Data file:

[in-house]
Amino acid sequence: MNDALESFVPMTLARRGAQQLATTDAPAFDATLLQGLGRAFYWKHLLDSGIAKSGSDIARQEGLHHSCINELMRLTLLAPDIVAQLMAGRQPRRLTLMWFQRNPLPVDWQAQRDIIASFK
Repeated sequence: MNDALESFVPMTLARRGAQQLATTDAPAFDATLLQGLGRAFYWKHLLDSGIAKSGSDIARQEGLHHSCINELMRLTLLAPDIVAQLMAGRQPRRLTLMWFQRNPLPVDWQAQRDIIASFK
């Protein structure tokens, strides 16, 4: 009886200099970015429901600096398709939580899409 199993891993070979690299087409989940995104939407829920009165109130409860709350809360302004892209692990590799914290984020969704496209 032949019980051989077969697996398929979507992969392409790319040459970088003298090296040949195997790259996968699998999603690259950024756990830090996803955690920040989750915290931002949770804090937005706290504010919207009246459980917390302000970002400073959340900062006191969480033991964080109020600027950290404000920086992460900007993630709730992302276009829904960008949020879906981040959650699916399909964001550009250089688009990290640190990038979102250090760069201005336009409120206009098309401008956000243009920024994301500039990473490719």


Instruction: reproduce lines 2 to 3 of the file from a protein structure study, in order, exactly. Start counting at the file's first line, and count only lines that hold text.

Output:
Amino acid sequence: MNDALESFVPMTLARRGAQQLATTDAPAFDATLLQGLGRAFYWKHLLDSGIAKSGSDIARQEGLHHSCINELMRLTLLAPDIVAQLMAGRQPRRLTLMWFQRNPLPVDWQAQRDIIASFK
Repeated sequence: MNDALESFVPMTLARRGAQQLATTDAPAFDATLLQGLGRAFYWKHLLDSGIAKSGSDIARQEGLHHSCINELMRLTLLAPDIVAQLMAGRQPRRLTLMWFQRNPLPVDWQAQRDIIASFK